When the ordinarily press-shy chair and managing partner of Latham & Watkins, Robert Dell, gave Legal Business his first-ever in depth interview in 2005, the interview began by reminding the reader that ‘Latham & Watkins used to be little more than a Los Angeles-based tax firm with ideas above its station.’
At the time of that interview Dell, who is widely recognised as one of the greatest law firm leaders of his time, had already been at the helm for ten years, since when revenues had grown an eye watering billion dollars, from $260m to $1.2bn in 2004, with profits per equity partner (PEP) having doubled from $550,000 to $1.4m.
Scroll forward almost another decade to last week’s announcement that Dell is retiring, and the most up to date comparative data again serves as a stark reminder of just how far the firm has come.
After nearly two decades and four consecutive terms in the role, revenue is up by yet another billion dollars since 2005 to $2.2bn in 2012. Profit per equity partner during that period has jumped by another million to $2.44m. The firm is right to remind us that ‘this has been achieved without mergers’.
Despite this largely organic approach Latham’s number of offices has risen from 11 at the start of Dell’s term to 31 today and headcount under his watch has increased from 586 on 31 December 1994 – the day before he took over aged just 42 – to over 2100.
And yet in spite of this rapid growth Latham has remained one of the most cohesive and consensual of the global firms, with its famously lengthy lateral hiring process entailing a potential recruit meeting around 100 Latham lawyers and visiting numerous offices before they are signed up.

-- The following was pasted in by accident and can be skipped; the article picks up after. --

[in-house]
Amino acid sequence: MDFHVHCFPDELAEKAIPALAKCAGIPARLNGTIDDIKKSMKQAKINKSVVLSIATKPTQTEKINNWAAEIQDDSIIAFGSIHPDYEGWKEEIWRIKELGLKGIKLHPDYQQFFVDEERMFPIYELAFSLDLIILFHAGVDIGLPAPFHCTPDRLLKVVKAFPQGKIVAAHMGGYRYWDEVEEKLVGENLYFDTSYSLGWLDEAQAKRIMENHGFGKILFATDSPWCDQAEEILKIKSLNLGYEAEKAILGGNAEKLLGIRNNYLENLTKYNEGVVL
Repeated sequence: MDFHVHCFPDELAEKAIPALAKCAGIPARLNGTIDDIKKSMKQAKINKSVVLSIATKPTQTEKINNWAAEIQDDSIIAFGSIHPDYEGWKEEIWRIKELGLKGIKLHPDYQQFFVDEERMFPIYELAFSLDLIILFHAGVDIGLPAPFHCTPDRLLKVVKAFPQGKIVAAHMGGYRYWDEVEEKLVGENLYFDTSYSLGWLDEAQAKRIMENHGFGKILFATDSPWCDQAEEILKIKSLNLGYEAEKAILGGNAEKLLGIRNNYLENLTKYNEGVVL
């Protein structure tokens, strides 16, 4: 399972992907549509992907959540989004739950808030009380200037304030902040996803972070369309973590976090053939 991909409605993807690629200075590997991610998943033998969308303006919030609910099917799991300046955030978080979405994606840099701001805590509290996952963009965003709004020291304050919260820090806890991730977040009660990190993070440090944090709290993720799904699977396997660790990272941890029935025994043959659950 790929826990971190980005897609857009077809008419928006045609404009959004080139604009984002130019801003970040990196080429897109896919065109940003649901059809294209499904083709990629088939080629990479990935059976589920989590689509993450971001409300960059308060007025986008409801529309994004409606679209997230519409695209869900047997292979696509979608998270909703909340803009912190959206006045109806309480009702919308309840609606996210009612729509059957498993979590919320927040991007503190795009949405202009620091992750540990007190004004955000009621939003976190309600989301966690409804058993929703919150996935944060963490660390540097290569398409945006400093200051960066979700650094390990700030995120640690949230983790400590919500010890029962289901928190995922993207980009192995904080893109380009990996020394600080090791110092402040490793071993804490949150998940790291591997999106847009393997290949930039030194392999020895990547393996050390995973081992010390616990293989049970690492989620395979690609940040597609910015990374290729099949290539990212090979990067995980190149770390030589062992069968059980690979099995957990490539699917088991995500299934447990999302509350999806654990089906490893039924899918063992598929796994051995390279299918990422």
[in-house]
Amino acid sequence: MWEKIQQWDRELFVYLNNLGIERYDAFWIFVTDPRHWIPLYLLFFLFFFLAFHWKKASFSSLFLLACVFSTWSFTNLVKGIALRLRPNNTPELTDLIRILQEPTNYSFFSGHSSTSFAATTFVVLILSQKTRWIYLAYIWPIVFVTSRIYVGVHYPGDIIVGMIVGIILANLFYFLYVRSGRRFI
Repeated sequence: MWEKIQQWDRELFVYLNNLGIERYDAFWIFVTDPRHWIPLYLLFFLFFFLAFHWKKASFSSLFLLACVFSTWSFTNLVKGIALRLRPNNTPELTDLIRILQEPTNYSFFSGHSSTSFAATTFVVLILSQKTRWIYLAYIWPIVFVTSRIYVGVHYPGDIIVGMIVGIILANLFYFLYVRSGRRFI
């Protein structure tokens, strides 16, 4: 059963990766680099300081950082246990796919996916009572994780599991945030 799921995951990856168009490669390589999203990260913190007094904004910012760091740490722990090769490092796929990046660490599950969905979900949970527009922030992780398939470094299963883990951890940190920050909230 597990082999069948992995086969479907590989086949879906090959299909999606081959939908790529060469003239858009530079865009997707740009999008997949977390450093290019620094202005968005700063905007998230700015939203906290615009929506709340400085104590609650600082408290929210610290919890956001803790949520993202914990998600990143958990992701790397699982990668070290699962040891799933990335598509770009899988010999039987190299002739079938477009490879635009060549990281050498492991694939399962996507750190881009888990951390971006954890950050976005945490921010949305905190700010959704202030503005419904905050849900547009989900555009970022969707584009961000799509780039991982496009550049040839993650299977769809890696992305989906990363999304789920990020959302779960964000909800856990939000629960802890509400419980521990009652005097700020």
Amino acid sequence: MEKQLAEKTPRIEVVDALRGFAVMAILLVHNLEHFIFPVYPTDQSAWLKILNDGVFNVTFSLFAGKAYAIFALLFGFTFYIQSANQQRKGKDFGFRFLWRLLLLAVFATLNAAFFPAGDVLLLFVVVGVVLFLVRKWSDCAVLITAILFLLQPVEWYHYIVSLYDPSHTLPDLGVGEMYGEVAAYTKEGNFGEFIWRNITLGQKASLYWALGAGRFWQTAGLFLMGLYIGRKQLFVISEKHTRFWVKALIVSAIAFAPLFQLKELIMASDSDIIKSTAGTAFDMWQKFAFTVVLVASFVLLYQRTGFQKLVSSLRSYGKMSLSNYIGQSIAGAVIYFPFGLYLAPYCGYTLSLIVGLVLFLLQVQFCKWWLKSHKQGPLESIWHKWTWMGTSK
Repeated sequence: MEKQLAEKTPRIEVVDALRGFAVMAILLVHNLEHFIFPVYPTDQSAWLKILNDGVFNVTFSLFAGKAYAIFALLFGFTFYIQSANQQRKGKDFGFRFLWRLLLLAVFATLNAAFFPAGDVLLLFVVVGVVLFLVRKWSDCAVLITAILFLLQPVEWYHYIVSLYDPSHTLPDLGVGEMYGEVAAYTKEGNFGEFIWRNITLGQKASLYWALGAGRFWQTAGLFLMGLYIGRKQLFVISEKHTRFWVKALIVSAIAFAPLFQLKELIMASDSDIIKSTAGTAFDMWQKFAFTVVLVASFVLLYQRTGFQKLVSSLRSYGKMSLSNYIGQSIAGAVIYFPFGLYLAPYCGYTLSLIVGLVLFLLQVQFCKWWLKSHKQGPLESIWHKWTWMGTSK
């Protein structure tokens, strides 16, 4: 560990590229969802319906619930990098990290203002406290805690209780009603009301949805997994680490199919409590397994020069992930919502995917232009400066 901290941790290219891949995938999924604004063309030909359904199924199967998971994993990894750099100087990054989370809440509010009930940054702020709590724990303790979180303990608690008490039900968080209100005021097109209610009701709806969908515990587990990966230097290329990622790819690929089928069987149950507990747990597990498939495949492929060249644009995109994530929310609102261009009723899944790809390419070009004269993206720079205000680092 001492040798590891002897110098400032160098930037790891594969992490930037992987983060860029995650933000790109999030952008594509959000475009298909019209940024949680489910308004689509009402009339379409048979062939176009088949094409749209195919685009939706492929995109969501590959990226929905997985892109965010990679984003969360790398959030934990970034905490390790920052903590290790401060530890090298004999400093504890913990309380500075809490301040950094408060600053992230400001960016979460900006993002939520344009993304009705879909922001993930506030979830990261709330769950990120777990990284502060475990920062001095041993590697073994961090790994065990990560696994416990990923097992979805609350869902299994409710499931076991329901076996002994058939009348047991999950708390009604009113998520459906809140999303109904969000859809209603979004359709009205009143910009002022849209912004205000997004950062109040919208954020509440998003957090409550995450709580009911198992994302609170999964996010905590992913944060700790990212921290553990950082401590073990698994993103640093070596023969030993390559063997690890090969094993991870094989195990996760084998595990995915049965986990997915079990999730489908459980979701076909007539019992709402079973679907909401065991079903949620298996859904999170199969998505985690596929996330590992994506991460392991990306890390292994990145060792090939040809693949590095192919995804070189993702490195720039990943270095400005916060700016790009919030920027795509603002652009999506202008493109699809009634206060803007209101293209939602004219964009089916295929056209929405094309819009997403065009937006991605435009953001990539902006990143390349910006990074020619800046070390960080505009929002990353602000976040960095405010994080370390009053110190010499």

Latham was also one of the first US firms to introduce a meaningful corporate governance structure and top down strategy and the culture that Dell inherited from his equally long term predecessor Clint Stevenson and fostered to this day is famously transparent and with no head office or profit centre.
Dell will retire in December 2014 at the end of his final term, allowing even a firm that is known not to rush these decisions plenty of time to find a successor. A succession committee has been appointed to ‘oversee the identification and election of a new chair and managing partner for the firm’. The committee is chaired by New York litigation partner Miles Ruthberg, with the remainder of the group drawn from across it different offices and practices.
Latham plans to conduct the election in July 2014, with the new chair working alongside Dell throughout the second half of 2014 before officially starting his or her term on 1 January 2015, when Dell is retiring completely in order to afford his successor space.
As a final matter of curiousity, how did Dell – often described as visionary – predict Latham’s future back in 2005?
‘Next is moving from a strong US firm to be one of the strong global firms, and we are in the middle of that effort.’ He added that the next five years will be about growth in London and New York, before filling out Latham’s European presence in Italy, then Spain, maybe Northern Europe and long term, maybe even after he’s gone, Latin America.